The Bishop of Shrewsbury has welcomed the Government’s recognition of public worship in the national lockdown as “essential” to the life of society and has urged the faithful to avoid any complacency in implementing safety measures.
Bishop Mark Davies encouraged parishioners within his diocese to see the wearing of face-coverings, hand sanitising and careful social distancing as expressions of their love for God and for each other.
Continued diligence in observing rigorous precautions against the spread of the coronavirus remained crucial for public safety and the continuance of public worship into the seasons of Lent and Easter, the bishop said.
The bishop thanked the clergy, volunteers and all who had helped to implement the measures that have enabled churches to remain safely open, but warned that this did not mean parishes had returned to normal and told worshippers that they shared a serious responsibility to help ensure the highest standards of Covid security were maintained.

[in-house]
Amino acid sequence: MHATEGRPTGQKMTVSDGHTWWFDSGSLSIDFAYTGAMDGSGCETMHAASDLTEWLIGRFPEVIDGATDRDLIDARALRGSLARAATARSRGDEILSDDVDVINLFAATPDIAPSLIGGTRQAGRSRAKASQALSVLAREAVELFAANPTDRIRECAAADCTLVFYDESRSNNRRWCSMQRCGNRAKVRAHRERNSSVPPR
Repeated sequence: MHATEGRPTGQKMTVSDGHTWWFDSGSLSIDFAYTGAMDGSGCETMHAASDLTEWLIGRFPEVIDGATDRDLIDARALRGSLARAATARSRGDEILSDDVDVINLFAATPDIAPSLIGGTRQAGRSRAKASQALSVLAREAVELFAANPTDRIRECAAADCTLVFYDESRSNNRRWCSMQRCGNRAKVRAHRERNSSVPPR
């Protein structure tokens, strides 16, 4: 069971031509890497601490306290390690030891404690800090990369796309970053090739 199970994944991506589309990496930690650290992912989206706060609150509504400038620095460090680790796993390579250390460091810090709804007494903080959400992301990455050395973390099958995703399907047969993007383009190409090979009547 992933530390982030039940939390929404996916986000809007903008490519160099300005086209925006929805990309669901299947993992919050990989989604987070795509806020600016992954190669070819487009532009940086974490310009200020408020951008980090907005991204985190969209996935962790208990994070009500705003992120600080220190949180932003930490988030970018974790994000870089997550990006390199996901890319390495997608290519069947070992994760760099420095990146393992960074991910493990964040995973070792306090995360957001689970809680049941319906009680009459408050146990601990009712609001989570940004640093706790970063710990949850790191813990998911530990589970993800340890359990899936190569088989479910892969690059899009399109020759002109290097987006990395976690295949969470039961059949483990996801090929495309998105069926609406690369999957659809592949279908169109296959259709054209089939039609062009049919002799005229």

“We recognise the seriousness of our responsibility to help ensure the continuance of public worship and the safety of all. I ask you not to assume we have yet returned to ‘normal life’ in our parishes; nor to give way to any sense of complacency, especially while a new variant of the virus is spreading rapidly.”
“The continuance of public worship into Lent and Easter will, in large measure, depend on our vigilance and all our efforts to follow the measures which have already made our churches among the safest places in society.”
He said: “We continue to see how these demands call us to a refinement of charity. Requirements as strange – yet now so familiar – as social distancing, hand sanitising in church and wearing face coverings can serve as expressions of our love for our Lord and our love for the Mass, which continues to be publicly celebrated because of the careful fulfilment of such duties.
“If we ever feel fatigued in carrying out these requirements, let us renew them with love. At the end of the Christmas celebration, let us also do so with our gaze fixed on the Holy Eucharist.
“Not a few may ask why churches remain open when other activities are prohibited; and some will question why worship remains the only legally permitted public gathering. Yet, we know that worship is not only a fundamental freedom: it is our primary human vocation. In short, worship is what we were made for.”
Picture: The Bishop of Shrewsbury, Mark Davies, reopens the cathedral doors following the initial lockdown.